Developing Healthy Habits (Inspired by Titus's Motivation)

Discussion in 'Your Living Room' started by Peanut Brittle, Sep 27, 2006.

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  1. Peanut Brittle

    Peanut Brittle My Twerple Has My Heart

    As I was walking home yesterday I thought seriously about trying to commit to a daily walk. And I panicked. Any insight into that? I realize I was very uncomfortable at the time I had the thought, but also realized this has been a life-long issue for me. Sticking with a constructive plan of action-- from study habits way back in school, housework habits... (like some people just automatically wipe off every surface in their kitchen whether it appears to need it or not/thus saving a big job later on... stuff like that).

    I'm curious. Is there anyone else out there who is a "habit-o-phobe" when it comes to deliberately choosing and developing a series of behaviors that contribute positively to the quality of one's health and well-being?

    I think perhaps I'm "stuck" in a place where I view developing new habits and behaviors as somehow being "untrue" to living in the moment, being spontaneous... but perhaps what I have perceived as spontanaeity (sp?) is actually "reponding to chaos," thus I get an adrenalin rush that I mistake for excitement?

    Zoons! Where's this coming from I wonder.

  2. Willie Marie

    Willie Marie New Member


    I think that trying to develop habits for me is actually scary. I never know (and I'm sure you don't either) IF you will be able to take that walk tomorrow and that makes me wonder if I should try to make it a habit. If I can't walk (or do anything else that I'm trying to make a habit of) I feel like a failure and then get into depression--or almost depression because "I just can't do anything anymore."

    Which really isn't true--but is just the Meniere's talking on "down" days.

    Keep on--the walking will do you good--even if you only get to do it once a month instead of every day like you want.

    Willie Marie
  3. Titus

    Titus New Member

    Jenski, My husband is like that. He HATES any kind of commitment and they make him nervous. He hates routine and doesn't plan trips....just takes off. I used to be so compulsive in my planning, cleaning, and routine. The illness (and probably the meds :D) helped me to ease up a bit. I still can't sleep if I know the garbage needs to go out or all the clothes are not folded and put away....but I'm making progress.

    Everybody is just different. I don't do well at all with chaos. It stresses me out. My husband doesn't even feel the pressure of chaos. He just slowly responds to it. I try to control or harnass it :D
  4. charlesj

    charlesj New Member

    I take a regular walk every day (Except the last 5 weeks). I find it very therapeutic, not to mention healthy as it gives me time away from all the stuff that has invaded my life.. I usually walk 4 miles.
    The reason I haven't walked for the last 5 weeks is I am nursing a broken toe.
    I hope to be walking again by this weekend.
  5. pardonme

    pardonme Guest

  6. Wobbles

    Wobbles Storm (April 15, 1992 - November 17, 2006)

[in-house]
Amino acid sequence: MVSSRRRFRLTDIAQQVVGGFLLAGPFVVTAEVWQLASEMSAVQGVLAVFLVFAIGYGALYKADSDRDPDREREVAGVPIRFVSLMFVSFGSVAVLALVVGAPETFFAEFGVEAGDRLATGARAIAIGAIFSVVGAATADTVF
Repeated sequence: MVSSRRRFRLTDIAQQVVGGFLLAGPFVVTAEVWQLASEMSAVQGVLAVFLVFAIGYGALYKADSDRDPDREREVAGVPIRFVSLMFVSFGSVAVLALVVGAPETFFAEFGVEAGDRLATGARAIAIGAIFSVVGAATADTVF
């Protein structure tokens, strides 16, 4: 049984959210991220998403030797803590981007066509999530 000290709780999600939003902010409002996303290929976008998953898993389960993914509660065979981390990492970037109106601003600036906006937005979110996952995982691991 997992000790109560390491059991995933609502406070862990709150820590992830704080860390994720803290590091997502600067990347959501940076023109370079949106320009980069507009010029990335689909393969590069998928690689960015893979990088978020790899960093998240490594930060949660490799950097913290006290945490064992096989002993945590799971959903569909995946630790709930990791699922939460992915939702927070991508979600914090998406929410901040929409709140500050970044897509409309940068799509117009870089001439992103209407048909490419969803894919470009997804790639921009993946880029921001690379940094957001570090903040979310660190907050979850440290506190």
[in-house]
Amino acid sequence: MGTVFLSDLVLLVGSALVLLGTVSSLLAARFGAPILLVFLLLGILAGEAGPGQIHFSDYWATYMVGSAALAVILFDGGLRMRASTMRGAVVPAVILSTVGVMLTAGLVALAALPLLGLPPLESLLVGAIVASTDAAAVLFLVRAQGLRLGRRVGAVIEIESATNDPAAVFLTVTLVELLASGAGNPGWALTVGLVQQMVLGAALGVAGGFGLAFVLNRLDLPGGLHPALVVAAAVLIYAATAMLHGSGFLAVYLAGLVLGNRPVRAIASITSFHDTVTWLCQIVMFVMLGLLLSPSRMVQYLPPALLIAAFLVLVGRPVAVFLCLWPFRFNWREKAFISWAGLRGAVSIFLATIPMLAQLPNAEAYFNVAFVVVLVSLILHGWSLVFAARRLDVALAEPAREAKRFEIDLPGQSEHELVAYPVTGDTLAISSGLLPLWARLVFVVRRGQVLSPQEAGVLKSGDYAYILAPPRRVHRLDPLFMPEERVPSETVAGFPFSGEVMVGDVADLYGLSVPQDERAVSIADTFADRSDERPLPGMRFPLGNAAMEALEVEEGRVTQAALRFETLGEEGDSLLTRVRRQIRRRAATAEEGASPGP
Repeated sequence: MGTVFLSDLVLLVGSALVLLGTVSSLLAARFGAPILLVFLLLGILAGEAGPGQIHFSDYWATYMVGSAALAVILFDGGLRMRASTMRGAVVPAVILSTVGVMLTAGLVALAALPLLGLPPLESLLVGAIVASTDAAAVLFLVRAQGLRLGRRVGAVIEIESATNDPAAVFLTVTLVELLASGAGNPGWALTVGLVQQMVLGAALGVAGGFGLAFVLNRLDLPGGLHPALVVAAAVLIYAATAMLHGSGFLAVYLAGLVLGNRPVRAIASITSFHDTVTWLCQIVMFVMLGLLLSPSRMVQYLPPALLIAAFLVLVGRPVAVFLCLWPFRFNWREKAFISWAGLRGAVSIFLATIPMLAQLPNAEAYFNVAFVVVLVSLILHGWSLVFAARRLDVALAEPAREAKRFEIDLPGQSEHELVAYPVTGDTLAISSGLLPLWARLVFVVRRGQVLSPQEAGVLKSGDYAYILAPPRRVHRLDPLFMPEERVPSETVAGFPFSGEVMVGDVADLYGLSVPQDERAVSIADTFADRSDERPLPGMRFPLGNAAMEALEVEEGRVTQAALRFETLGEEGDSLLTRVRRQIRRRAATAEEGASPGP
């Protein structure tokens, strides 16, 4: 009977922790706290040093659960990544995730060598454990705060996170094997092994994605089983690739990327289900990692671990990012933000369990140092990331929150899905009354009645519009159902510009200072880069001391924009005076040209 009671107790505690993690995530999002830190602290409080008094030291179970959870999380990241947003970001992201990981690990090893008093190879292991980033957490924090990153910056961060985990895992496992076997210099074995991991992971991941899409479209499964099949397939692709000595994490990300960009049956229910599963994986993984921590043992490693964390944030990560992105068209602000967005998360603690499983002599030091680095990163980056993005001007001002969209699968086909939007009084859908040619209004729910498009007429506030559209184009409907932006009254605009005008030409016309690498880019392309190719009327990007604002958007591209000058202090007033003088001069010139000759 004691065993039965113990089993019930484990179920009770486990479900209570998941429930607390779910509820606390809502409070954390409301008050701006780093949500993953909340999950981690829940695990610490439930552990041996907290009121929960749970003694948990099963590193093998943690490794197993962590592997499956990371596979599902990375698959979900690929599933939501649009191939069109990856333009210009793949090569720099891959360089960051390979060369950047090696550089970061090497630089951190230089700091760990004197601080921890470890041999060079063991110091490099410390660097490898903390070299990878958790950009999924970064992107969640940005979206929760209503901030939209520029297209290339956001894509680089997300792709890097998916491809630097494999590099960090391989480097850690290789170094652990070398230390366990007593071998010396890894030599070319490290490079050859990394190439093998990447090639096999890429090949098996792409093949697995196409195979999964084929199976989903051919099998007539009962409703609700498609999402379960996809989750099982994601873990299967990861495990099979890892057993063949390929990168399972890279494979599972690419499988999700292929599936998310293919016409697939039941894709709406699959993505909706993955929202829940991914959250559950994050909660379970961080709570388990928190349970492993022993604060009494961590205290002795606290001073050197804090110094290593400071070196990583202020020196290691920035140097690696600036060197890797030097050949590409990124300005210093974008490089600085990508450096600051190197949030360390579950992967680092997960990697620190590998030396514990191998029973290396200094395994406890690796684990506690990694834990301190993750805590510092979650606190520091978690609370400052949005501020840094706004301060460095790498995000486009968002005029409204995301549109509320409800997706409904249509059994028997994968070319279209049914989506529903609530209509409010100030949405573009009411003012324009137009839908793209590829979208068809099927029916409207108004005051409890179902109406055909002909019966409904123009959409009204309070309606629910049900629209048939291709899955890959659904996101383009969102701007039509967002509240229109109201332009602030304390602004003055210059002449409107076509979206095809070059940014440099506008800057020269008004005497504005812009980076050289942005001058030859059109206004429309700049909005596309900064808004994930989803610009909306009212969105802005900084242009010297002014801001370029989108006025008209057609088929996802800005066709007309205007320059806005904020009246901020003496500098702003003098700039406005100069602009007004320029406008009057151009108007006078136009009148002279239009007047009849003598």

When I think of being in the moment, I think of Buddhism … and you know … Buddhists are very disciplined. They set aside time to meditate to make that connection to the present moment.

    I think we all need to balance our needs to be free, unfettered with our needs to accomplish. When I talk to writers who are successful in publishing their works, I am always struck at how much discipline they show when they are writing. Most of them set aside time each and every day to write. They treat it as a job in the sense that they report to duty.

    The trick is to let routine work for you, not against you.

  7. Peanut Brittle

    Peanut Brittle My Twerple Has My Heart

    You folks have given me some ideas and I'm going to "report back" in about four hours...


    You are FABULOUS!
  8. Peanut Brittle

    Peanut Brittle My Twerple Has My Heart

    Huh. I don't have anything to report, really, other than helping the little turtle to the pond.

    I thought perhaps if I set about doing specific things that I'd feel "freer" afterward to pursue some of the more fun things such as cutting fabric. But I just ended up stressing. Starting things, and not getting far, and picking up after myself.

    Somehow I'm giving myself mixed messages and I'm getting in my own way. Will have to spend a bit more time with this one and see if I can figure out what's up.

    Thanks, anyway, for listening.

    And, Pardonme, I appreciate your response. "Does it really matter?" Deep down, no. But for some strange reason I can't seem able to "give myself permission" to do the things I DO think matter. And I can't figure out where that's coming from.


  9. June

    June New Member

    I try not to get to deep into the why's of how I am because once I come up with a story line (true or not) it seems almost disrespectful to change given all that went into developing the 'problem'. I have found it easier and more fruitful to just do it - make the change - and then having successfully done it and accomplished it, look back from that vantage point and ponder why I didn't do it sooner. The thing is by that time I usually find the looking back boring and just move on.

    As for exercise habit especially walking, what I find works is a 20 minute committment, no more. Just commit to 20 minutes 6 days a week. The rest will take care of it self.

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